The National Oceanic and Atmospheric Administration (NOAA) awarded the VCU School of Education and VCU Life Sciences a three-year $447,000 Bay Watershed and Education Training (B-WET) grant titled Bivalves as Ecosystems Sustaining Treasures (BEST) in Bay Watersheds.
This initiative will transform students’ understanding of the importance of protecting their local watershed along the James River in Virginia. Bivalves will be used as the contextual theme connecting inland riverine and coastal marine ecosystems along an ecological continuum. Students will engage in hands-on investigations using NOAA Education Modules informed by aligned research from scientists and graduate students from Virginia Commonwealth University (VCU) Life Sciences and the VCU School of Education. They will also collect data on water quality to support bivalves in their watersheds and exchange data among schools, as well as share their projects with local audiences, academic researchers, other schools and state representatives. The effort is working with middle school teachers from public school systems in Charles City County, Colonial Heights, New Kent County and Newport News.
Every student in specific grades each year will participate in a local hands-on field investigation of their surrounding area and design and implement a stewardship action project that is informed by their findings. Example action projects may include efforts such as cleaning up a local stream, reducing run-off in storm water drains or agricultural areas through community awareness campaigns, or even assisting in oyster shell recycling initiatives.
This effort will be achieved through an in-depth and sustained year-long teacher professional learning experience for educators from each of the participating school districts beginning at the VCU Rice Rivers Center and leveraging local resources such as the U.S. Fish and Wildlife Services Center at the Harrison Lake National Fish Hatchery which hosts the Virginia Fisheries and Aquatic Wildlife Center.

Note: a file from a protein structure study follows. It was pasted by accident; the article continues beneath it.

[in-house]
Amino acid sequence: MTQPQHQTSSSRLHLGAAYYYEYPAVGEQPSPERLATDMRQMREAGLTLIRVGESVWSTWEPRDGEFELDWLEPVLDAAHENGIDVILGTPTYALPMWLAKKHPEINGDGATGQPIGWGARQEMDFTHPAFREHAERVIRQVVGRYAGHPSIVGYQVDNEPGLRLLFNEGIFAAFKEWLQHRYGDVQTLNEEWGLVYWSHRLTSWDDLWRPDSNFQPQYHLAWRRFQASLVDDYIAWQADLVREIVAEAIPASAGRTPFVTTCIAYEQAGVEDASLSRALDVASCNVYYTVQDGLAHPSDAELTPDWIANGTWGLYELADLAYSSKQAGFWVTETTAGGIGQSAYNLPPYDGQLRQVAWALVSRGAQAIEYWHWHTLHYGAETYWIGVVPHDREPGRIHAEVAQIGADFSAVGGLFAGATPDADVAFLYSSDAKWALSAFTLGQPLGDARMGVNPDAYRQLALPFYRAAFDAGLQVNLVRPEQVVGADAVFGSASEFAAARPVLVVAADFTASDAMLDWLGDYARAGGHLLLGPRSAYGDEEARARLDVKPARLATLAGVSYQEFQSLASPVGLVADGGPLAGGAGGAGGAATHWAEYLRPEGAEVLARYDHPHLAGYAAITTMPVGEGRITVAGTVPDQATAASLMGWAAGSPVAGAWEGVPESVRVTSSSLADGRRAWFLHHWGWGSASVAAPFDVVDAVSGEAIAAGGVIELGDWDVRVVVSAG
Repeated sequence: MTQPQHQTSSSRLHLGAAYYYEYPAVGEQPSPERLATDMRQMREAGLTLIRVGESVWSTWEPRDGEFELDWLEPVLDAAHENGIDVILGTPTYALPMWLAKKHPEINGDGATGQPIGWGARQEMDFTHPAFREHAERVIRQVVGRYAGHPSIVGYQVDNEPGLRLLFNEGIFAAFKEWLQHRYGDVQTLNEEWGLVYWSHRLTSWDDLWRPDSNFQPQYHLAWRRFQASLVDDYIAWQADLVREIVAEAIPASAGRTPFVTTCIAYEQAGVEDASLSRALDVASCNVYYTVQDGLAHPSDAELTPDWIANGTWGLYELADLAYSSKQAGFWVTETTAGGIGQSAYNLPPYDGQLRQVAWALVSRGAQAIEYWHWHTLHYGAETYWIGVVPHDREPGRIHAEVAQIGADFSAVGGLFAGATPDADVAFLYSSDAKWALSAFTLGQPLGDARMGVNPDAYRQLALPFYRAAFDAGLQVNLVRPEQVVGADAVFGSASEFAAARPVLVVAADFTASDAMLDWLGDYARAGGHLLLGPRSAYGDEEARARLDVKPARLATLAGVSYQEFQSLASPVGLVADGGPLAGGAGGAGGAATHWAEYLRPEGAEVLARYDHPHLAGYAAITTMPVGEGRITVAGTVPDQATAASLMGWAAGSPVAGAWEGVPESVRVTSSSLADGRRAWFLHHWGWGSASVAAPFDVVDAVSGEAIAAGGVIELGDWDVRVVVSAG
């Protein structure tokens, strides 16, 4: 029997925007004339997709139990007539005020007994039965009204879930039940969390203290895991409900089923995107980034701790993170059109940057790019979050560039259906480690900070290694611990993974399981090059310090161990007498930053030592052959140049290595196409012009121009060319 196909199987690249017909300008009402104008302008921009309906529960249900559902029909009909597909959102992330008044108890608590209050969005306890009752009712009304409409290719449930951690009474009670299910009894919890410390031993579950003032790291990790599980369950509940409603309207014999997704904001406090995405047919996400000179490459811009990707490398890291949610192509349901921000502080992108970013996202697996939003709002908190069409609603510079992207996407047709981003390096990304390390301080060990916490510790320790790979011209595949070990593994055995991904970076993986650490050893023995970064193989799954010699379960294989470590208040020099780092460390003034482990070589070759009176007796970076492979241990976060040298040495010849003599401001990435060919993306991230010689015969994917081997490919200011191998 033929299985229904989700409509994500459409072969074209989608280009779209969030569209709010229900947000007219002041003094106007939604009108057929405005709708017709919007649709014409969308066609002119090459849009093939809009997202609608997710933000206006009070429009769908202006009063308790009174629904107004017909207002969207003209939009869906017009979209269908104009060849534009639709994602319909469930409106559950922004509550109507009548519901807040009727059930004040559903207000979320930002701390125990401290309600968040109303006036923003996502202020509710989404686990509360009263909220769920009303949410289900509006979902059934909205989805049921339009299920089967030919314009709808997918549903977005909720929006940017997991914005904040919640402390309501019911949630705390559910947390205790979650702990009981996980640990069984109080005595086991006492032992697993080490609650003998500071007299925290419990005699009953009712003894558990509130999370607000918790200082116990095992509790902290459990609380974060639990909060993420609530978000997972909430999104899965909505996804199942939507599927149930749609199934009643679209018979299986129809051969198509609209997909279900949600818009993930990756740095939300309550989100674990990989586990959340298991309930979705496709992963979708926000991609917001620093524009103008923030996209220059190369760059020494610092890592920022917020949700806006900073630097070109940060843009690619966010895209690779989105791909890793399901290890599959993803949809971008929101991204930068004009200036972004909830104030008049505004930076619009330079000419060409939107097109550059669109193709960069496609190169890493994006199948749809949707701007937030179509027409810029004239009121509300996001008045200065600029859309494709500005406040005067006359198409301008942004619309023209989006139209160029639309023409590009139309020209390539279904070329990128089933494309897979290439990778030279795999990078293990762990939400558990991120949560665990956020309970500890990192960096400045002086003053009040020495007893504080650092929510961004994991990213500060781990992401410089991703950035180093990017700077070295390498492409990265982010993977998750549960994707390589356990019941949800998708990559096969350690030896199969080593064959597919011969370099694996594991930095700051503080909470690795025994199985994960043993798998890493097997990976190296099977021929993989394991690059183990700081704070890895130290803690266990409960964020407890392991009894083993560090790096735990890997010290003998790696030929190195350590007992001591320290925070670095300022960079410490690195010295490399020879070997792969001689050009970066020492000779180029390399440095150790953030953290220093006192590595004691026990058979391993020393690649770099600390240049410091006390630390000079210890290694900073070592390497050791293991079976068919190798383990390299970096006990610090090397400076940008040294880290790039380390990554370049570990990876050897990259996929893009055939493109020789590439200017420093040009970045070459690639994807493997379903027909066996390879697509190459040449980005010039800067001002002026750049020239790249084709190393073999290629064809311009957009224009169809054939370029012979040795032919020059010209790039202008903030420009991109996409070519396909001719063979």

Engaging students in relevant issues germane to the locale in which they live will include defining local watersheds, human impact on watersheds, water quality to support bivalve habitats, threatened and endangered species (e.g., freshwater mussels), invasive species and the economically valuable commercial fisheries that bivalves support (e.g., oysters). This effort will immerse teachers, and in turn their students, in authentic hands-on investigations where students then design actionable solutions to support their findings.
“NOAA is pleased to award this Chesapeake B-WET grant to Virginia Commonwealth University," said Sean Corson, acting director of the NOAA Chesapeake Bay Office. "This project will use a truly innovative approach to help students and teachers understand the value of healthy shellfish to Virginia’s Bay watershed as well as the role all of us can play in preserving the Commonwealth’s natural resources.”
“This is truly a compelling learning opportunity that supports Virginia’s Standards of Learning that we are so pleased to provide,” said Dr. Al Byers, principal investigator of the effort. He is joined by co-principal investigators, Dr. Elizabeth Edmondson in the School of Education’s Department of Teaching and Learning, Dr. James Vonesh, assistant director of the VCU Center for Environmental Studies, and Dr. Greg Garman, director of the Rice Rivers Center at VCU.
We are also honored to have the support of the STEM leadership across the state that includes Virginia Secretary of Education Dr. Atif Qarni, the Interim Assistant Superintendent of Learning and Innovation Dr. Tina Manglicmot of the Virginia Department of Education, Virginia STEM Coordinator Mr. Chuck English, and U.S. Rep. Donald McEachin from Virginia’s 4th District. Together we can ensure Virginia is for All Learners!
View Flickr albums of teacher training at the VCU Rice Rivers Center: